It's a small project, and not that special, if you think about it. But it's one less thing in life that's half-done. It took me about half an hour, and now I never (or at least for the next few years) have to think about them again, so they make me extra happy, and bring some extra calm to the shop.

Where are the half-done things in your life that you keep bumping into? Challenge yourself this week, and tackle one half-hearted solution head first. What will yours be? How will it help life?

Sunday, 5 January 2014

C A L M 2014

As it is the beginning of another round around the sun, I thought of spicing this round up with something to concentrate on. It looks like new year's resolutions are completely out and everybody's choosing a word for guiding the year ahead, which I'm only noticing now. I'd chosen my word in early December and heard of nobody else's words, so I had no idea I'm in there with everybody else. But I have a word to guide me too. My word is


with big, spaced out capital letters to let it all sink in, slowly.

And the way it might manifest itself - I thought, might be that instead of me sitting still and doing nada and *being* calm, I might try to actively produce calm, to *create* it. The being calm might just happen miraculously once I've created some space for it to exist.

I'm a master of beginning things, and it's super easy for me to leave everything half done (see my previous post). So there's about a million half-done things laying around in my life, and I tackling those, in a calm manner, one by one, and with concentration and some deeply breaths, is my plan for the beginning of the year. I'm intending to *create* some calm every day, especially at work.

And this is what I've done so far:

1st of January
I was at home, and sewed some half done products for the shop that were laying around the sewing table waiting for "the right moment". It took about an hour, and now they're one step closer to becoming finished, 3/4 finished.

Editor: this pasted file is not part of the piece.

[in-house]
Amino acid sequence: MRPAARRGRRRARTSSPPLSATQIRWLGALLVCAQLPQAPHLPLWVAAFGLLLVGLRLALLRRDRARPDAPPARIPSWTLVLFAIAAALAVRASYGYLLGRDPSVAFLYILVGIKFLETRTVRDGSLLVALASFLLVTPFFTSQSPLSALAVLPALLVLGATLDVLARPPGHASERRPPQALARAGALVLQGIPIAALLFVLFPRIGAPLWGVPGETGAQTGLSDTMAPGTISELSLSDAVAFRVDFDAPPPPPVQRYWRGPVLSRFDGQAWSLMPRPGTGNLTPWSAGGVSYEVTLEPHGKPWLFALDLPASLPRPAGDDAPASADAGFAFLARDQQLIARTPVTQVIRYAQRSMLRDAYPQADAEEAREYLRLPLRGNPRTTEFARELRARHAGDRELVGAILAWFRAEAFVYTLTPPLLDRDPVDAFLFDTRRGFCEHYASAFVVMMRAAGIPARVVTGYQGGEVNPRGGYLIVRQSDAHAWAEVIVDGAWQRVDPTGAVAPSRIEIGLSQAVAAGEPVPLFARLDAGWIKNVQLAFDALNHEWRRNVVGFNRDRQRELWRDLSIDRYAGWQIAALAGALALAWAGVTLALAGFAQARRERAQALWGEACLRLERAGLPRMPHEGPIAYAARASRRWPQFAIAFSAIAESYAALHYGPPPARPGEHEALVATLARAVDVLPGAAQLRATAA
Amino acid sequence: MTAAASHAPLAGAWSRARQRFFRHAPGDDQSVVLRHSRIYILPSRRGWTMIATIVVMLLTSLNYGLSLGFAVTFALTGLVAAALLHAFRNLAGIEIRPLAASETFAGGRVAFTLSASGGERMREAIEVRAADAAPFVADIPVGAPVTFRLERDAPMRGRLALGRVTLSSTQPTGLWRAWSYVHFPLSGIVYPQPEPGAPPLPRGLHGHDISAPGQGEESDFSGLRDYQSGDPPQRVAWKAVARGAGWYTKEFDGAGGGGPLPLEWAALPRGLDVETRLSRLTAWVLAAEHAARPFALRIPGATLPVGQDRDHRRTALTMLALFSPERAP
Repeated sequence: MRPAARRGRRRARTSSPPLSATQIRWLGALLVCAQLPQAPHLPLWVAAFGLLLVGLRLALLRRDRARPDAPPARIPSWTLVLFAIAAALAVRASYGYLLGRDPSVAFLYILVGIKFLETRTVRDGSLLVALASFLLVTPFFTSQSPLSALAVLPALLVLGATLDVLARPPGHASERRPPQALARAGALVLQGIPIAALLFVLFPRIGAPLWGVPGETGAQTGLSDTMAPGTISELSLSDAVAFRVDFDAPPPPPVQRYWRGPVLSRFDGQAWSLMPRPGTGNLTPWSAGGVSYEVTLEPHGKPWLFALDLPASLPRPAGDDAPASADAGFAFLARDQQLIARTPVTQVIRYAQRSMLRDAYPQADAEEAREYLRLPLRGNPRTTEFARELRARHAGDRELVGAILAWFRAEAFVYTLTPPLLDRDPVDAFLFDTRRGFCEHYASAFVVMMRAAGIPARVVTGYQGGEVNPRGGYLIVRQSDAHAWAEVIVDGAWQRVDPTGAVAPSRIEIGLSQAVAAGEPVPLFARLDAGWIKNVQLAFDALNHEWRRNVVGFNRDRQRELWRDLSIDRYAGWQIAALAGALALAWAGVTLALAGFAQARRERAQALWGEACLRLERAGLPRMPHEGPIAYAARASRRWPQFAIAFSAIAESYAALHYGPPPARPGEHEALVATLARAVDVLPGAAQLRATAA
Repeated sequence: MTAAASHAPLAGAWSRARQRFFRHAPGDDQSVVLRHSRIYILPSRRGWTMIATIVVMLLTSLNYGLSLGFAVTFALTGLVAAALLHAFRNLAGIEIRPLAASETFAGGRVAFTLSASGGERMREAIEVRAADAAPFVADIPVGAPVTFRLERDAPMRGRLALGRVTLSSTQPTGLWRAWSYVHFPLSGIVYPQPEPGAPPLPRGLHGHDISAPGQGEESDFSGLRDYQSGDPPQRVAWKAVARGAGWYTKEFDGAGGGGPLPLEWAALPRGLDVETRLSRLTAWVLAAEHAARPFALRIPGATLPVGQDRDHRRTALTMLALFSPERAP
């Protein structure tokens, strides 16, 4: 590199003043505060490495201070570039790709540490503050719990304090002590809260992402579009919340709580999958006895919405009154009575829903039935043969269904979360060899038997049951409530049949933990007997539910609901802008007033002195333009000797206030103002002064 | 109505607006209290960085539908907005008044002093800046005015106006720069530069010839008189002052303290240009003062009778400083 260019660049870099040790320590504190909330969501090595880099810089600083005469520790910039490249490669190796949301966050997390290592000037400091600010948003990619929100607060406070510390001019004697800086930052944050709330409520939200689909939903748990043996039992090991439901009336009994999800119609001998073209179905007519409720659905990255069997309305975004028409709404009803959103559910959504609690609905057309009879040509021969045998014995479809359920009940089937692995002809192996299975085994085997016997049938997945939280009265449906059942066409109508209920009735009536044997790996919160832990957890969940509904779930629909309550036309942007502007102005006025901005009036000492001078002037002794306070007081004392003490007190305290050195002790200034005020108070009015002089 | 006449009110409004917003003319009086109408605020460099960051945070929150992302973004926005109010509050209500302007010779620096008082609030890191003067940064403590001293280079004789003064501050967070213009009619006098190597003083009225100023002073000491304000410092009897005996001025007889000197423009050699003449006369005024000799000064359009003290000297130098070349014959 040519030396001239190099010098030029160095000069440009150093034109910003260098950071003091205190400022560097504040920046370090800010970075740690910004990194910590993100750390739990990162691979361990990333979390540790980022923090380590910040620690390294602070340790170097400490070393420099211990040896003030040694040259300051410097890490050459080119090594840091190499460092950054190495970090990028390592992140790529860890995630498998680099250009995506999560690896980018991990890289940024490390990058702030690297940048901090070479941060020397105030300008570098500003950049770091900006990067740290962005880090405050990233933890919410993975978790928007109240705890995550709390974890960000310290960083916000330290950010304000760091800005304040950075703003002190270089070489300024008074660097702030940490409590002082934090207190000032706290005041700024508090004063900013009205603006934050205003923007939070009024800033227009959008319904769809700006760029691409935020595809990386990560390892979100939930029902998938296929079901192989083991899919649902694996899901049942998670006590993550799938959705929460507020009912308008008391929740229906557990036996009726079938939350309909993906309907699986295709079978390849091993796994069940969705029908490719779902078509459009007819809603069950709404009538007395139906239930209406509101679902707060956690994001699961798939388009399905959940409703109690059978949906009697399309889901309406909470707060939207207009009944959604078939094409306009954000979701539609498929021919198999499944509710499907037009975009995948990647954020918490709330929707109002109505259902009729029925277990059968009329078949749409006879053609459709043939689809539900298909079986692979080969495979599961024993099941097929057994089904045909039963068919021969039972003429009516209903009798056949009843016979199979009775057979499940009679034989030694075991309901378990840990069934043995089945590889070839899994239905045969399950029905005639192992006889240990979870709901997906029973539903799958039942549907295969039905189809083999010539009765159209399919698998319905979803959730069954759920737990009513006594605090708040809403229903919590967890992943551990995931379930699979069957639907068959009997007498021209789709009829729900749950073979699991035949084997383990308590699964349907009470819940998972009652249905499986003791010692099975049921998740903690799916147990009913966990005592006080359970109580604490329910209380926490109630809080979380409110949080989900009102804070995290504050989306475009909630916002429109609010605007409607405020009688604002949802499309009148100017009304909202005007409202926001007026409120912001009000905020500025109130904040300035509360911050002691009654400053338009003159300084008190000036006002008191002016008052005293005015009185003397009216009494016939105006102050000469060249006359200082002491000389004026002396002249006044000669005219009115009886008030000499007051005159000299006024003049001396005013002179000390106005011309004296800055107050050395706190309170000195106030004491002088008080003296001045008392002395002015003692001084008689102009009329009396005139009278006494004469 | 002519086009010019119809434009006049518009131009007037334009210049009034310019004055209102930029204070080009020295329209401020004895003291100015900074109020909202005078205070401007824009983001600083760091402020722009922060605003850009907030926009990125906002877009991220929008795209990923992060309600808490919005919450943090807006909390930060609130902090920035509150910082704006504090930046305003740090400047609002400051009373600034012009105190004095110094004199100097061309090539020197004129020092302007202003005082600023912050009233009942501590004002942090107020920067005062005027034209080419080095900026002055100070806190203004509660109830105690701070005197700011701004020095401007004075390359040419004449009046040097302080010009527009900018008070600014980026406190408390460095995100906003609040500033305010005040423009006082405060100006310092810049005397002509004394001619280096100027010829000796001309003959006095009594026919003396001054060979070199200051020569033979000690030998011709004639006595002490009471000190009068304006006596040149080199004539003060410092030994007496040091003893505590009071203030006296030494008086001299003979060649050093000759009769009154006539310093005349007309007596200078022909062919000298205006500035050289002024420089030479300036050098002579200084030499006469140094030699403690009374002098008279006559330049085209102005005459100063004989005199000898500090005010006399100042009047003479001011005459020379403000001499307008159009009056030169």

2nd of January
The first day of work for this year. I decided to begin the calm-creating by tackling three little drawers on my desk at the shop. I decluttered them and left only the direly needed stuff there, so they're easy to find when I need them. I also found there are business cards that are sort of half done (I scrapbook them from card stock and printed recycled paper), and some elastics and satin ribbons for the ballet pointe shoes that need packaging and restocking. I had none left in the shop although I have all the materials for them, so they clearly needed some crafting.
So as well as cleaning the drawers, I finished the elastics, made some 20 packages of them for the shop, and sorted out their pricing and the restocking options from the manufacturer.

3rd of January
The second day at work meant more finishing business. I packaged the pointe shoe satin ribbons, and finished one roll of ribbon completely from the storage shelves, making sure I have a reminder in my calendar to order another roll with the back to school -orders in March. This is how many there are now - they should last us until next autumn. Oh, and the packaging is from an old book that I salvaged from the local University Library. It's an early edition of the three musketeers. SO much fun to read as I chop the pages :)

4th of January
This was the day of packing at the shop (were taking the shop to another town for a day), so I didn't have as much time for the finishing business as I had in the previous days, but I did finish most of the business cards I had half done. Now there's plenty again, and my little watering can looks so cute with the cards in :)

Although there's still a few business cards let to finish next week when I get back to work, the three drawers are looking pretty calm already. This is the bottom one of them:

So the year is off to a good start.

What's your word - and how have you manifested it in the first few days of the year?